written exclusively for Give Yourself Kindness by Holly Price PGDip, MBACP, a postpartum therapist and maternal wellbeing specialist helping new mothers to feel seen, validated, supported and empowered through online therapy and resources.


What is self-compassion? 


Self-compassion can mean different things to different people, but it’s a bit more than just letting yourself off the hook now and then! 

Dr. Kritsten Neff, a lead researcher on self-compassion, breaks self-compassion down into three components(i).


Self-kindness (vs. self-judgment)

Talking to yourself the same way you would to someone you care about — with understanding, perspective, and acceptance of imperfection. 


Common humanity (vs. isolation)

Recognising the common human experience of suffering and the universal feeling of being inadequate.


Mindfulness (vs. overidentification)

Connecting to the present moment and noticing your thoughts and feelings without judging them.

These acts of self-compassion are especially important during the postpartum experience. If we can’t manage unrealistic expectations of ourselves as new mothers, we can increase our risk of postpartum anxiety and depression. 


The role of self-compassion: new motherhood is hard


As a postpartum therapist, I work with many mothers who really struggle to give themselves kindness even when dealing with such a significant and sometimes difficult life change. 

New motherhood is hard. There are the sleepless nights, the emotional and hormonal explosion and a new life that sadly doesn’t come with an instruction manual!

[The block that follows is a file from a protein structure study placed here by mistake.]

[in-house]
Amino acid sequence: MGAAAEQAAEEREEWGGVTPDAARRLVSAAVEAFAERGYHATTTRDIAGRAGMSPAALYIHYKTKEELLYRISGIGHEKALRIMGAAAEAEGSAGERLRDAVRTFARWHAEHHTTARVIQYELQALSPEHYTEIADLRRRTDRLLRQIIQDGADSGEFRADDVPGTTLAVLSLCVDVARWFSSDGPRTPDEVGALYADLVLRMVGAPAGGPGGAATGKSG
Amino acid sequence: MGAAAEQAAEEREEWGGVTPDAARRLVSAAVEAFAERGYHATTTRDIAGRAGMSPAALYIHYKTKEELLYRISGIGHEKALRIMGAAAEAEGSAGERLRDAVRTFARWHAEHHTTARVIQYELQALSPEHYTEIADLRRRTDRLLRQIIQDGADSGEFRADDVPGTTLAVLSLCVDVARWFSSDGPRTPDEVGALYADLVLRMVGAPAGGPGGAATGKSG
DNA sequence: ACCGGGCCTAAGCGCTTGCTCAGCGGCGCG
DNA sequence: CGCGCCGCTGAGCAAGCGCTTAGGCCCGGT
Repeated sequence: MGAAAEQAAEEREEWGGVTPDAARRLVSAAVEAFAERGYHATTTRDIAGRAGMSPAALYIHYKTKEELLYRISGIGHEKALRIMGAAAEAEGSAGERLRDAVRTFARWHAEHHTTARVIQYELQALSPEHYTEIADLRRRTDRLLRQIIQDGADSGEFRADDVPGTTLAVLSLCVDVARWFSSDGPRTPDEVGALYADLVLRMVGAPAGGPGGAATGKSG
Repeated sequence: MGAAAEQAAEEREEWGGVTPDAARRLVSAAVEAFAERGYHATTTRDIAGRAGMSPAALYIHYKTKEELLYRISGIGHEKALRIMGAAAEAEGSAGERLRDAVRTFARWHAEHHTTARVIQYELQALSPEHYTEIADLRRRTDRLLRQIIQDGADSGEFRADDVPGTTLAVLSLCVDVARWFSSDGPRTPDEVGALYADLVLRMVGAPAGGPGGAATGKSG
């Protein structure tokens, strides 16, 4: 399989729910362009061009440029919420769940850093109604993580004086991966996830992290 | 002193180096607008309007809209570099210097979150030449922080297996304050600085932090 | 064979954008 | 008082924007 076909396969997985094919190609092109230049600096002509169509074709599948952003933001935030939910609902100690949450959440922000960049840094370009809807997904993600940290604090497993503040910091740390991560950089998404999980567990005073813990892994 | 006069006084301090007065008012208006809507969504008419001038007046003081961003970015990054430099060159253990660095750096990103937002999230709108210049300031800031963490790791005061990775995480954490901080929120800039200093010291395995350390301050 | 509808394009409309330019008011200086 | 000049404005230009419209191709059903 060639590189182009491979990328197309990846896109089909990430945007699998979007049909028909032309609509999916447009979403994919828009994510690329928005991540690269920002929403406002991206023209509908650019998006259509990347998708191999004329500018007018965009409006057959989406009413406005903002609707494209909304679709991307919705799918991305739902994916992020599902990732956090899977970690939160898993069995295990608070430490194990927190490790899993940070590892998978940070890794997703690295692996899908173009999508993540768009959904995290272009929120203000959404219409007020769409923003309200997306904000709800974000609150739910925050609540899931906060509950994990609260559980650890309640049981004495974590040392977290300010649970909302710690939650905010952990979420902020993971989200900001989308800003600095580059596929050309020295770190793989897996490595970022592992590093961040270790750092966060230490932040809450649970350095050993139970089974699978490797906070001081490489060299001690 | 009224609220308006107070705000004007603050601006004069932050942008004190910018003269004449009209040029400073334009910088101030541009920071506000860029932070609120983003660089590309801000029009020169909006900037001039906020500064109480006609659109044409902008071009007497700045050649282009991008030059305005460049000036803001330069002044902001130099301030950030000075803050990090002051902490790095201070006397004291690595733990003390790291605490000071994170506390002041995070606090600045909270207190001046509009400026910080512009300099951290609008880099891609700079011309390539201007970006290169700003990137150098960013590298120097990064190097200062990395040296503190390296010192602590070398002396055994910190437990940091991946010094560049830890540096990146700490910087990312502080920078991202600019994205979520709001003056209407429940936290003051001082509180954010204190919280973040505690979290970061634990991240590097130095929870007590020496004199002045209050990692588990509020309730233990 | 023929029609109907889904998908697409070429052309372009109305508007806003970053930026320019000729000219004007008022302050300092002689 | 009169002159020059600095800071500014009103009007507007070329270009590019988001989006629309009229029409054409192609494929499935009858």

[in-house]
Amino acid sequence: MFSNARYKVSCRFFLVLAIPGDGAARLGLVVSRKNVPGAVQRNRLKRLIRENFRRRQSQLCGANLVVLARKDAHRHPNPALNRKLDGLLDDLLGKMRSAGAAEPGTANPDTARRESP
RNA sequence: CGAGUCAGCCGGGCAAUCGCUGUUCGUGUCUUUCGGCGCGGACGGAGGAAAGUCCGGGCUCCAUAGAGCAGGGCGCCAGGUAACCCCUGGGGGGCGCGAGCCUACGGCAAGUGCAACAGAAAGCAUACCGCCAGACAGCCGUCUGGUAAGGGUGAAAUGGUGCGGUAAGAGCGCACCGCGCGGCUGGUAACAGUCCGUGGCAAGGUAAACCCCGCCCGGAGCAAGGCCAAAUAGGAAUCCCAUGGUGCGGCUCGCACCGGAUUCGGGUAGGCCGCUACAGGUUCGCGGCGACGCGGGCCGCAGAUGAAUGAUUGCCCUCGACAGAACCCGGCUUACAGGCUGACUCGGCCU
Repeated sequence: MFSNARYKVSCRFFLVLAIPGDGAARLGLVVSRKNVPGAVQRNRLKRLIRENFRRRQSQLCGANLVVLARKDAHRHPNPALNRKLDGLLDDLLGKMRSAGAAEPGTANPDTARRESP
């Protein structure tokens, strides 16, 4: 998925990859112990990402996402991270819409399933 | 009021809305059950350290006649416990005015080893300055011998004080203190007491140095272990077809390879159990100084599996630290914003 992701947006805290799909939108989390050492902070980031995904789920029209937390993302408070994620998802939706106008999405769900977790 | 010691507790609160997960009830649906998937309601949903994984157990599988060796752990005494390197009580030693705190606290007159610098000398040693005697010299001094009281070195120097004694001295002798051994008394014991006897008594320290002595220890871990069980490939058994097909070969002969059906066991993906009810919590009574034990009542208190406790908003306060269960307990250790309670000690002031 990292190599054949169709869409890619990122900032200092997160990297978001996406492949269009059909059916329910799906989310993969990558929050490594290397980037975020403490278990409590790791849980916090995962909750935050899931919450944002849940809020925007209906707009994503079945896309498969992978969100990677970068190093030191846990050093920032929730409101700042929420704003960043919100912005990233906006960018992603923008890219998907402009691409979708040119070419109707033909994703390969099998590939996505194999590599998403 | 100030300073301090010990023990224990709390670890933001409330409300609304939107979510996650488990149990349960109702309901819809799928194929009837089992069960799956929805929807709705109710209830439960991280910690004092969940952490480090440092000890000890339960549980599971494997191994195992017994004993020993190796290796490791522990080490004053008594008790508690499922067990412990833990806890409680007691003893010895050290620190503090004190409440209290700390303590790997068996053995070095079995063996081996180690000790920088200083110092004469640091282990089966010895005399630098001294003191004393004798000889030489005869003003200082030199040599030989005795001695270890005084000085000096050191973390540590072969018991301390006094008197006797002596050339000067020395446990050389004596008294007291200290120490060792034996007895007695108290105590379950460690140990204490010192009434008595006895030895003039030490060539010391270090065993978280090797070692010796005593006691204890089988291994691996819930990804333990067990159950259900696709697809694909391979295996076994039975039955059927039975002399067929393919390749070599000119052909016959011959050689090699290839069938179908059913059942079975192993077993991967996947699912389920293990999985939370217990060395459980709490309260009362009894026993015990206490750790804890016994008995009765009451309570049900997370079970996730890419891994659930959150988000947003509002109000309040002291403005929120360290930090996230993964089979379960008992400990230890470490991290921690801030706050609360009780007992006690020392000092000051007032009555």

Yet so many of us still expect so much of ourselves. We doubt our abilities, we question if what we are doing is right, if we are doing the very best for our baby.

Unfortunately, when it comes to babies, things rarely go to plan. When this happens, we may start to look inwards and start blaming and beating ourselves up when in truth most of it is out of our control.


A little bit of self-compassion goes a long way


We live in a world where the expectations on mothers are higher than ever. It’s completely normal to feel like we just can’t live up to them. I’m afraid the idea of ‘having it all’ is just a myth and tends to make us feel guilty about not achieving more and more. 

This is why I feel so passionately that a little bit of self-compassion goes a long way. 

The way you speak to yourself matters. Self-compassion has been found to be fundamental in working through anxiety, depression, trauma and much more. It is a key part of the work I do with mother’s new and experienced.


"small steps can lead to big changes"


The good news is, it’s entirely possible to change that inner voice that keeps bringing you down and small steps can lead to big changes


6 tips for showing yourself self-compassion


Start your day with some positive affirmations


Give Yourself Kindness has a great selection of affirmation cards and there’s lovely words to take away from the journal too. You can even try creating your own. 

My current favourite affirmation to myself is “I am enough, exactly as I am”.

Take a moment to check in with your own needs